Who really cares


August 26, 2015

Saba Tarikh Ahmed (left), with her mother Nazia, at Mumbai’s Jaslok Hospital. Karachi-resident Saba is being treated for a rare condition called Wilson’s Disease

While the governments of India and Pakistan are yet to figure out how to talk and what to do, 15 year old Saba has crossed the border for medical attention after being crowd funded by Indians. Clearly, people know what their hearts beat for. So what if the NSAs don’t?

The irony of it is amazing. First, let us look at the positive aspect of dealing with a situation. Fifteen year old Saba arrived in Mumbai on Monday for treatment of ‘Wilson’s Disease’. It is a disorder where the body is unable to process copper leading to the patient’s inability to talk, walk, eat or swallow. She is, obviously, here after a Non-Governmental Organisation (NGO) raised money through crowd funding to support her single mother tide over her daughter’s deadly health condition. The costly treatment is expected to last at least three months.

Monday was also the day the two national security advisors (NSAs) of India and Pakistan were scheduled to meet to discuss a critical subject that affects and hurts both the countries and their people. That the talks did not take place is reflective of the difference in clarity with which governments deal with problems of the people and the people deal with their own problems. It was clear to the NGO that raising funds for the adolescent’s treatment would not be possible without crowd funding.

The effort of those who contributed to the crowd funding process was also clear. The purpose was to simply save a human life. Inherent in this action is the fact that none looked at the nationality of the teenager. This clarity shown by the people was what was missing in the verbal exchanges between the leaders of the two countries. And, in retrospect, it is clear that lack of clarity marked the preparation for the talks between not some lowly officials but between the prime ministers of the two countries on the sidelines of the Shanghai Cooperation Organisation or SCO meeting at Ufa in Russia, last month.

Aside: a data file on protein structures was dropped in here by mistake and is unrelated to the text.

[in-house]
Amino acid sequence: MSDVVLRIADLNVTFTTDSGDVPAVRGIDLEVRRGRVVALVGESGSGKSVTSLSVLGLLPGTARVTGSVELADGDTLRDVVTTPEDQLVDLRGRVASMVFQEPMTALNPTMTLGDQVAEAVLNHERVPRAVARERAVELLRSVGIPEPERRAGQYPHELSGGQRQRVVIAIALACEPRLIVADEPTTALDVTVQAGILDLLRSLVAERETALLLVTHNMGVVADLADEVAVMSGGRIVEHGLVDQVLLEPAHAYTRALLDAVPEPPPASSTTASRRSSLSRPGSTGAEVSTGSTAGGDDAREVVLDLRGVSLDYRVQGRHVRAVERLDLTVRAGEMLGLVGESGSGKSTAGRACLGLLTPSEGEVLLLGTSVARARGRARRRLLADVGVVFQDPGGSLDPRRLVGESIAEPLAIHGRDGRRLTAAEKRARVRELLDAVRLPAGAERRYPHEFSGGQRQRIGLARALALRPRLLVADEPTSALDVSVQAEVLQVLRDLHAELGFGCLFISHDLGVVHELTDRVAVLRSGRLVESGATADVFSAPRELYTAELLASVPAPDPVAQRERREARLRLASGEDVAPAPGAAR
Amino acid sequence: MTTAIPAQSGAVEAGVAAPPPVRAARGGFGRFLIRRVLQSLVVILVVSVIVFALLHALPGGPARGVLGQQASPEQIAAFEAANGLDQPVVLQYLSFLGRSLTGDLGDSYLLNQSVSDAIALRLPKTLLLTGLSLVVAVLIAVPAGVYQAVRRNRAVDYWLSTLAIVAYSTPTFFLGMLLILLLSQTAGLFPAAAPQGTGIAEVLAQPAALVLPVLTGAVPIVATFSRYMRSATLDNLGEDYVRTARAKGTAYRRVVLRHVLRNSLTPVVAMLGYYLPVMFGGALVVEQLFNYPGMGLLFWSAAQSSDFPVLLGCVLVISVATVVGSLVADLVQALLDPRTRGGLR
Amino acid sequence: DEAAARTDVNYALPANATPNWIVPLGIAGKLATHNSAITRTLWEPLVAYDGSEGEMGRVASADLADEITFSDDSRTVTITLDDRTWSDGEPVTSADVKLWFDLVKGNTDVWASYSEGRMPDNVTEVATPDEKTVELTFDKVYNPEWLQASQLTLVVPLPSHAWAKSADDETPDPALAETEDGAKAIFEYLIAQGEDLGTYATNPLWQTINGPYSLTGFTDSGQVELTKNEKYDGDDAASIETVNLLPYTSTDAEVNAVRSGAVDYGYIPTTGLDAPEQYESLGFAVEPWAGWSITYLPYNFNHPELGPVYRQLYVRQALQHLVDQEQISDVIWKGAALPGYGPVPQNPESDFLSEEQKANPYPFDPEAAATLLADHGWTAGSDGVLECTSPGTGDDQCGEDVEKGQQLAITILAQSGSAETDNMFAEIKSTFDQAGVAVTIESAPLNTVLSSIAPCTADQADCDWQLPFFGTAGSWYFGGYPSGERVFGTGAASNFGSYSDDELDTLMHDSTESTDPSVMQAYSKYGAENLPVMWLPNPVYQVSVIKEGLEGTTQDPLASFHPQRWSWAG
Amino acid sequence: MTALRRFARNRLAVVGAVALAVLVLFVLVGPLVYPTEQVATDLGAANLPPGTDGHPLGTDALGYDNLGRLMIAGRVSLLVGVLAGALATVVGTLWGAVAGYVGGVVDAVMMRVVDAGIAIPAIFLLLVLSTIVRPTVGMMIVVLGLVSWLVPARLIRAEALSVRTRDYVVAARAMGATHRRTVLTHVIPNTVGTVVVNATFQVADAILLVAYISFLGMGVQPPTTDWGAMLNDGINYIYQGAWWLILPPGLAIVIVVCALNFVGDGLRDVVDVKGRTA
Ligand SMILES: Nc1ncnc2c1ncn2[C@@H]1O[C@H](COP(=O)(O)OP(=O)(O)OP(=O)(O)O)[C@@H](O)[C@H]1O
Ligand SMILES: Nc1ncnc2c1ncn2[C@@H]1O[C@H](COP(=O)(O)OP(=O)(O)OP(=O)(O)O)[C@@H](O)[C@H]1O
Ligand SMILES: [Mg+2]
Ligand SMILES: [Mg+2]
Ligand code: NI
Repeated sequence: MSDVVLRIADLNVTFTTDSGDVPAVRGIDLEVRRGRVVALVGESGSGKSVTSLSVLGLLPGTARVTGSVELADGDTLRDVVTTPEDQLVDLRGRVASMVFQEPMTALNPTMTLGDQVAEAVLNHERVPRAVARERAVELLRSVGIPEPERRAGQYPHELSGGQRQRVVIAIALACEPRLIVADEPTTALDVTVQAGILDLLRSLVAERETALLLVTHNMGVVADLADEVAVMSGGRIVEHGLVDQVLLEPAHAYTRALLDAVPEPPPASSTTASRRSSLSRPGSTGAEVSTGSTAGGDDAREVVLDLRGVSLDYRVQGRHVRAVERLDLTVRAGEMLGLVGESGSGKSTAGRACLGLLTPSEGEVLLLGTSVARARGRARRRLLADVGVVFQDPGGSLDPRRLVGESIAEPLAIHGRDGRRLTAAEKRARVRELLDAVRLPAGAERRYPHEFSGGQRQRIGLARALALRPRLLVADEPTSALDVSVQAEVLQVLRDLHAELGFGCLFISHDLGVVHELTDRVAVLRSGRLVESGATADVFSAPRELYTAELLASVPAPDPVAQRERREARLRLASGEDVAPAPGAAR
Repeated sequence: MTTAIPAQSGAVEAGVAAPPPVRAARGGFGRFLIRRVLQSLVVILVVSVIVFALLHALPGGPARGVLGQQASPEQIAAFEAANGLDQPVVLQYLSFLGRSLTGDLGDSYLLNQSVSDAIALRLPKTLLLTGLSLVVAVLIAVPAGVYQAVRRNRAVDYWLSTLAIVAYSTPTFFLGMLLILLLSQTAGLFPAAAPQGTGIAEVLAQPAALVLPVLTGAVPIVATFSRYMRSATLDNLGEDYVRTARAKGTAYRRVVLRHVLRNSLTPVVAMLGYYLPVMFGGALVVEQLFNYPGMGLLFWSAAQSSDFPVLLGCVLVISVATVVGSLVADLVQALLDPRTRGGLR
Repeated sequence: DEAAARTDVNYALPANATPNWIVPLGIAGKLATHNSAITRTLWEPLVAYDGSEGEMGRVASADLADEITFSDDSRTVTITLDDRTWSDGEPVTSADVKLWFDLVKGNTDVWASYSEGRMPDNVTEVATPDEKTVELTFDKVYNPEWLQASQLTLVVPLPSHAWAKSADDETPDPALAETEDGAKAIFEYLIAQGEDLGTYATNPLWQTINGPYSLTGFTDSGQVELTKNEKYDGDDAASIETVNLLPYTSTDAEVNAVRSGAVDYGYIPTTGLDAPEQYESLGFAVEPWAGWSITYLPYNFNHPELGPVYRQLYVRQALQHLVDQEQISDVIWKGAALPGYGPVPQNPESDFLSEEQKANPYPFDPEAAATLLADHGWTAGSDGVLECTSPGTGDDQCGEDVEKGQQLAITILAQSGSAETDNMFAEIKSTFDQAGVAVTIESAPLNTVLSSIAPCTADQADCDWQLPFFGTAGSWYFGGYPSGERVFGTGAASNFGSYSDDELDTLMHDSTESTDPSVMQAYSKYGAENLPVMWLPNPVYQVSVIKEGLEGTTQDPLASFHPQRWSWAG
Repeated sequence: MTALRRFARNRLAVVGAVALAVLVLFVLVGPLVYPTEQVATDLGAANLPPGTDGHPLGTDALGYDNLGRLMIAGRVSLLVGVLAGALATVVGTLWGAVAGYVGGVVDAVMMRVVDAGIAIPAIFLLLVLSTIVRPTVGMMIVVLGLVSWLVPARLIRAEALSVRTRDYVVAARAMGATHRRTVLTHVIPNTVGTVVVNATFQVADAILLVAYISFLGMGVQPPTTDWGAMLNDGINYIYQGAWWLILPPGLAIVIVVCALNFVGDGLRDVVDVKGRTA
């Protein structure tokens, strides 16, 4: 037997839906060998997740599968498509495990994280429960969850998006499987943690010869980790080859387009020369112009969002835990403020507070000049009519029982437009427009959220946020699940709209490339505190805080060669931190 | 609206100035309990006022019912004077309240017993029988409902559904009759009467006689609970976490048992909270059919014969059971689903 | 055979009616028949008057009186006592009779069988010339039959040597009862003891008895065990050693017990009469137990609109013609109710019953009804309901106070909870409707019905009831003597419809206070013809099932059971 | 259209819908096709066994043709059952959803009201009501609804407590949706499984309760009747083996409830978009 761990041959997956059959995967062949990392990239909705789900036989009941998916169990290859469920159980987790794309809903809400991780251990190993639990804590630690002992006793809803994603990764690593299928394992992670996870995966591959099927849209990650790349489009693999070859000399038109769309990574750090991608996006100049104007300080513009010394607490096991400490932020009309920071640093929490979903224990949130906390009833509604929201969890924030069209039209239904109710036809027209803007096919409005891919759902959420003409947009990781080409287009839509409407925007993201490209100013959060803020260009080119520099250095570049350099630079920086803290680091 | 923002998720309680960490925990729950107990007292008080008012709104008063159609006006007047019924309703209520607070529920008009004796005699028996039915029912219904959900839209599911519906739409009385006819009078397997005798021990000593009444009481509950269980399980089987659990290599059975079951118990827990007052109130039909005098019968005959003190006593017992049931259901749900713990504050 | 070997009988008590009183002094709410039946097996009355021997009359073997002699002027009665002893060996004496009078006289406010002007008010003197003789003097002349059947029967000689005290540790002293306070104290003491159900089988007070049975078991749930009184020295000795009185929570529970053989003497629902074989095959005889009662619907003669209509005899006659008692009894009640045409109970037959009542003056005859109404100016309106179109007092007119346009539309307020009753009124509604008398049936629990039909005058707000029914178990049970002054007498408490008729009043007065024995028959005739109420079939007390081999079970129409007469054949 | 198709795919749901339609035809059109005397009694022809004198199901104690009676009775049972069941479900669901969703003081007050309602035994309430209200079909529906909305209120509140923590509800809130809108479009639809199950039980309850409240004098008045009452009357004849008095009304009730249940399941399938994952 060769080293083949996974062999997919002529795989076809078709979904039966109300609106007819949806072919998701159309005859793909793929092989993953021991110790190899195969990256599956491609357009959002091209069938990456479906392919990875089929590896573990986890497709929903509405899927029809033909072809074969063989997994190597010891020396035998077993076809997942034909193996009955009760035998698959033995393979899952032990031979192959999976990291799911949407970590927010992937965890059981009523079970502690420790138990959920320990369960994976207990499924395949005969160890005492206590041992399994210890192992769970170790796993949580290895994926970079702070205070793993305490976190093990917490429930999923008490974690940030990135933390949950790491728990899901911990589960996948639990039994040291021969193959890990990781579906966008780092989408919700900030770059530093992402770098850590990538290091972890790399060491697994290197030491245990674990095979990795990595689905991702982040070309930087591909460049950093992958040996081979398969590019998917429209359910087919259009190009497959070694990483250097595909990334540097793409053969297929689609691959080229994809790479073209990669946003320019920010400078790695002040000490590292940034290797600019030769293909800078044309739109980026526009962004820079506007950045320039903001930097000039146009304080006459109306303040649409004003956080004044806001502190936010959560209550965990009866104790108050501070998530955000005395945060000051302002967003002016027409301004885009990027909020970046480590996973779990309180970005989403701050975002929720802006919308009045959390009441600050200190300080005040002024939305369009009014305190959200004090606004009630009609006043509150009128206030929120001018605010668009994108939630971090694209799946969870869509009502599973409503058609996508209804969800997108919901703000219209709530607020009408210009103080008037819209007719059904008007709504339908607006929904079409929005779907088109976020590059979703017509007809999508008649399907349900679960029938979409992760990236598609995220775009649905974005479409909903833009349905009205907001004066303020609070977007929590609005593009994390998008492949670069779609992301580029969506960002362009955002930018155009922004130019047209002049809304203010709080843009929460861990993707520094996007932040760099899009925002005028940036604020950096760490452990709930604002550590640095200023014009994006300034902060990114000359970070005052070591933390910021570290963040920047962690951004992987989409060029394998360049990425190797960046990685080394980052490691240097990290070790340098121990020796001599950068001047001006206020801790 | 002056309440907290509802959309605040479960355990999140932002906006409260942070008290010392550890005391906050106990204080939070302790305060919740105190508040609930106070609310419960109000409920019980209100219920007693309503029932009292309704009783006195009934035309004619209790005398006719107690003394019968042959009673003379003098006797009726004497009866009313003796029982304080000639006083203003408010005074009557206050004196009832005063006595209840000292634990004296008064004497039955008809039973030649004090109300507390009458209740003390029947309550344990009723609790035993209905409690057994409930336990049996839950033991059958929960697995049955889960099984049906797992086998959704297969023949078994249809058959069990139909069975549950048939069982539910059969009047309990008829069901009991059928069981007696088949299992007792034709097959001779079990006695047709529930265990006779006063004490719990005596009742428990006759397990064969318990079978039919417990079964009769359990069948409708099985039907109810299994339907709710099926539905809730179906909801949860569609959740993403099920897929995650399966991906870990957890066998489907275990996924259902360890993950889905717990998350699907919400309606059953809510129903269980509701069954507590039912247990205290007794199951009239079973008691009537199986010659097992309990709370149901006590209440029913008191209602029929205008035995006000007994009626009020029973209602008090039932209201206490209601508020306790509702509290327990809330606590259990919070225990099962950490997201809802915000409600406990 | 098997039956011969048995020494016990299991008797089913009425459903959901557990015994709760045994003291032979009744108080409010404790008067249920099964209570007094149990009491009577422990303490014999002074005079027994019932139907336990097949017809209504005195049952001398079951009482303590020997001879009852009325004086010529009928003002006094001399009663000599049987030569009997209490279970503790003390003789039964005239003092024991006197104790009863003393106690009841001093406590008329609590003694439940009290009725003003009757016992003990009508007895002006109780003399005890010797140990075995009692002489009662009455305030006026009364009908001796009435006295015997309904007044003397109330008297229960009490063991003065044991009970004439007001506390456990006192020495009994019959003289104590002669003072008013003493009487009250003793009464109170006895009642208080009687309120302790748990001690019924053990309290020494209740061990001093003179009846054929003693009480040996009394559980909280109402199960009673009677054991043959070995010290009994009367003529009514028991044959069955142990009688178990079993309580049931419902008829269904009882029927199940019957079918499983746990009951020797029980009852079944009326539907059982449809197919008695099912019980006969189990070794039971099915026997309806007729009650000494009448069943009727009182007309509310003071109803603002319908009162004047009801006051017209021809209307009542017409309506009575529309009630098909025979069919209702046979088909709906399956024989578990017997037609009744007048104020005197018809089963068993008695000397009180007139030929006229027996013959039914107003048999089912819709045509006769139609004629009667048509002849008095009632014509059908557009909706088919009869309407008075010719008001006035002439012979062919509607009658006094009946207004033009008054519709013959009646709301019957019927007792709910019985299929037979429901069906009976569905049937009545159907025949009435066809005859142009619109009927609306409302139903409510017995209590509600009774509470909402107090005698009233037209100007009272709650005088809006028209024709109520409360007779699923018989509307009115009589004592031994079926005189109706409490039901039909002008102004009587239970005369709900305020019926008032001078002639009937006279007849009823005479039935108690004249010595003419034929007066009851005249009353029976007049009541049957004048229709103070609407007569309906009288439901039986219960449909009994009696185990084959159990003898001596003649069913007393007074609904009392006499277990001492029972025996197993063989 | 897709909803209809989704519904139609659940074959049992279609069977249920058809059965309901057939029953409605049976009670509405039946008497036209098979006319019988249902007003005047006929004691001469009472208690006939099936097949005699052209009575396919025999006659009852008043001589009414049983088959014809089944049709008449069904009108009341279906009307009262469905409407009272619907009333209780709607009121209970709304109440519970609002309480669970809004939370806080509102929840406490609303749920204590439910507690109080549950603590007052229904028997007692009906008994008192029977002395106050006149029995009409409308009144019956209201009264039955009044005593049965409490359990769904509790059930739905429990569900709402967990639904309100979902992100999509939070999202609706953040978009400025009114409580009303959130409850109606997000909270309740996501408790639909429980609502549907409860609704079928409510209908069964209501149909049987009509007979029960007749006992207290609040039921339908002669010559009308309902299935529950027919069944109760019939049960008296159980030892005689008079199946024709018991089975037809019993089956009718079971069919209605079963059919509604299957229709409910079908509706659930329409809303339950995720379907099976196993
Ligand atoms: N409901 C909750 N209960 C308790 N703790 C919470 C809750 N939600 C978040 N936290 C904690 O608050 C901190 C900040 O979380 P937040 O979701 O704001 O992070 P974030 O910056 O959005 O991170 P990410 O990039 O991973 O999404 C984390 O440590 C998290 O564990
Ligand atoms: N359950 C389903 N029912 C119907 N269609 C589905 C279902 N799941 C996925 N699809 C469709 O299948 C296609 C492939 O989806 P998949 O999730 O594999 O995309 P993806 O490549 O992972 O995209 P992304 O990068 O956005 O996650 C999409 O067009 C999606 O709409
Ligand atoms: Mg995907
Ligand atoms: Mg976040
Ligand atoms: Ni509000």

If it was clear that terrorism would be the primary focus of the discussion, there would not have been any room for the two sides to keep the Ufa statement vague enough to address domestic constituencies. Soon after returning to Islamabad, Sartaj Aziz, NSA of Pakistan, made the point that Kashmir was not abandoned by Pakistan. It should have been evident to the Indian authorities then that the vagueness in the Ufa statement would be utilised at a later stage by Pakistan to invite separatist leaders from Kashmir for a tea party on the eve of the NSA talks.

That is something which India would not accept. Yes, it did in the past during the tenures of the BJP’s Atal Bihari Vajpayee as well as the Congress’ Dr Manmohan Singh. Both their governments dealt with India’s relations with Pakistan on a different pedestal with little optics. It was during their tenures that it was made clear to the world that Pakistan was, indeed, the terror factory of the world particularly after the Mumbai terror attack. It was also during their tenures that the writ of the separatists reduced to a rump in Jammu and Kashmir. But, from the time Modi has taken charge, it is clear that he does not tolerate a third person at a table for two, meaning the separatists or the Hurriyat leaders. He had called off the foreign secretary-level talks last August for the same reason.

From Pakistan’s perspective, this was obviously a good way to irritate India and shift the blame on India for not going ahead with the talks by holding discussions with the Hurriyat leaders a day before the NSA’s meeting. It would, perhaps, go to Uncle Sam and complain that it was ready to talk but for India’s stubbornness and, in exchange, get more funds to manage its economy. It, perhaps, also wanted to avoid any embarrassment when India presented it evidence on its complicity in the recent terror attacks and the phenomenal increase in ceasefire violations after the Ufa meeting between the two prime ministers.